Journalist’s Trade

“Courses that are designed to inspire journalists or encourage creative approaches to the craft are more likely to be exercises in frustration if, at the end of the training, they return to underresourced newsrooms running on skeleton budgets,” writes Sue Valentine, who directs The Media Programme at the Open Society Foundation in Cape Town, South Africa. With her cautionary words, Nieman Reports opens its series of stories that portray the experiences of many Nieman Fellows (and a few others) who have trained journalists in countries other than their own. These journalists also convey what they’ve learned in doing this.

Journalist’s Trade
Training Journalists in Foreign Countries
Introduction
By Melissa Ludtke, Editor
When Journalism Training Isn’t Enough (1 comment)
‘… our newsrooms are impoverished, and it will take much more than training courses to correct the situation.’
By Sue Valentine
Press Silence Before Rwanda’s Genocide (1 comment)
‘If any of my students reacted against the government’s methods of control, they feared for their lives.’
By Jacques A. Rivard
Training Iraqi Translators How to Act as Reporters
With concerns about safety, ‘our interpreters became something much more than translators.’
By Patrick J. McDonnell
A Challenging Experience in Cape Verde (1 comment)
‘There are journalists who justify their apathy with the lack of [good working] conditions.’
By Rui Araujo
Helping Armenian Reporters Dig Deeper (1 comment)
More in-depth and better-documented stories began to be told after an intensive training program.
By Lucinda Fleeson
Advice and Guidance for International Journalism Trainers
‘Until overseas trainers get to know the interests of the particular individuals with whom they’ll work, they are unlikely to be able to specify terms of success.’
By John Bare
Trainers Can Remain Foreign to Local Journalists
Due to cultural and language differences, trainers can be ‘regarded as a sort of extraterrestrial as they deliver their advice and lessons.’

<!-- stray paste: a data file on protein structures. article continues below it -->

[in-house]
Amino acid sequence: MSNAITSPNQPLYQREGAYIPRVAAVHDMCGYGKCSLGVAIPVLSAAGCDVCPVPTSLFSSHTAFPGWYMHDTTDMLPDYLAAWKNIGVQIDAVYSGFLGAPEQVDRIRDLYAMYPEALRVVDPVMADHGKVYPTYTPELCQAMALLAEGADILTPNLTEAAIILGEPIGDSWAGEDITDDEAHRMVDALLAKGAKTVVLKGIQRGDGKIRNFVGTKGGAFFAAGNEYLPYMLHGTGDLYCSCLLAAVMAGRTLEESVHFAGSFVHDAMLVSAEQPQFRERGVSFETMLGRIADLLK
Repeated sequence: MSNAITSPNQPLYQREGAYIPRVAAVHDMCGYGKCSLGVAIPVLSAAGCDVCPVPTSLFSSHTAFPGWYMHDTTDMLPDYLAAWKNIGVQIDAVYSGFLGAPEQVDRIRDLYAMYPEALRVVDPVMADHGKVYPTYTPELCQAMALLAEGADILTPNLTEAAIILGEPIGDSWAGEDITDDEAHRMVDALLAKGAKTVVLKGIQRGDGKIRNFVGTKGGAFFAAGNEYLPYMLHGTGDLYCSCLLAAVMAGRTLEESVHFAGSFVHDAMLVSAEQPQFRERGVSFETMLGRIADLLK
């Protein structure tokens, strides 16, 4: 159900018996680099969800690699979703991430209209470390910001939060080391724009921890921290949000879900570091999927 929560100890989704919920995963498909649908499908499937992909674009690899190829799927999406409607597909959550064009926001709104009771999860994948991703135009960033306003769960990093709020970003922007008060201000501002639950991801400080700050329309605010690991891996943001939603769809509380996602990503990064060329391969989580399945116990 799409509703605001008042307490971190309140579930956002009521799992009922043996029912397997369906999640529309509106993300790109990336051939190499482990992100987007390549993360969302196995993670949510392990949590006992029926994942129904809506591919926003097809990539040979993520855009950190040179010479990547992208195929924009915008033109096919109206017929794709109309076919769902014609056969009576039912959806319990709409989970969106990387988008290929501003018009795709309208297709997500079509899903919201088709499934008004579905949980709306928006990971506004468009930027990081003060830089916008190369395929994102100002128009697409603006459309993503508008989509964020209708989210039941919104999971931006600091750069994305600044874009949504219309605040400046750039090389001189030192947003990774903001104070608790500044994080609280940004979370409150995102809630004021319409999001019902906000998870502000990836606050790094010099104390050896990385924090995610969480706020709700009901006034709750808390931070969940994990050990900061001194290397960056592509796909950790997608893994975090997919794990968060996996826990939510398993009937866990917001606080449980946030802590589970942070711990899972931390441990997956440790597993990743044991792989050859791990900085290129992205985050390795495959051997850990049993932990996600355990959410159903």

By Ragip Duran
Lessons in Teaching Foreign Journalists
‘Issues of press freedom and independence … burn into your consciousness and touch your heart.’
By Jerome Aumente
Strategies for Training International Journalists (1 comment)
By Jerome Aumente
Support for International Journalism Training (12 comments)
By Jerome Aumente
When Bureaucracy Trumps Excellence (1 comment)
In Eastern Europe, journalists struggle to find their footing.
By Valerie Hyman
Tips for American Trainers
By Valerie Hyman
Journalism Education That Succeeds
Students at Tbilisi’s Caucasus School learn by immersing themselves in the skills and work of journalism.
By Karl Idsvoog
Getting Ukrainian Journalists to Ask Ordinary People Questions
‘We wanted to get them to report beyond press releases and false assurances of the politicians and bureaucrats.’
By Peggy Simpson
Debating How and Why Journalists Do What They Do
‘After listening to the real-life stories of real-life Polish journalists, I wasn’t so dogmatic or judgmental.’
By Kevin Cullen
Press Freedom in Ropczycka, Poland
An American journalist observes the opening months of a newspaper’s birth.
By Watson Sims
It’s Tough to Find New Footholds in Journalism
‘My experience speaks to the barriers that prevent the free trade of journalistic talent.’
By George Abraham
Respecting Cultural Traditions in a Newsroom
At the Lakota Times, editors help reporters blend their language and ceremonies into their work.
By Tim Giago
New Tools in Telling News Stories
In online workshops, Spanish-speaking journalists learn how to convey news in its broader reality.
By Daniel Ulanovsky Sack
Planting the Roots of Public Radio In Chile (1 comment)
‘Teaching public radio in a place where people didn’t know anything about it was a huge challenge ….’
By Doug Mitchell
Teaching Journalism, Finding a Home
A big challenge was balancing ‘my strong sense of ethical practice with a desire to avoid preaching an “American way”….’
By Michele McLellan
Sharing Techniques of Publishing
In Jakarta, an admirable venture was in need of organizational training.
By Ralph Hancox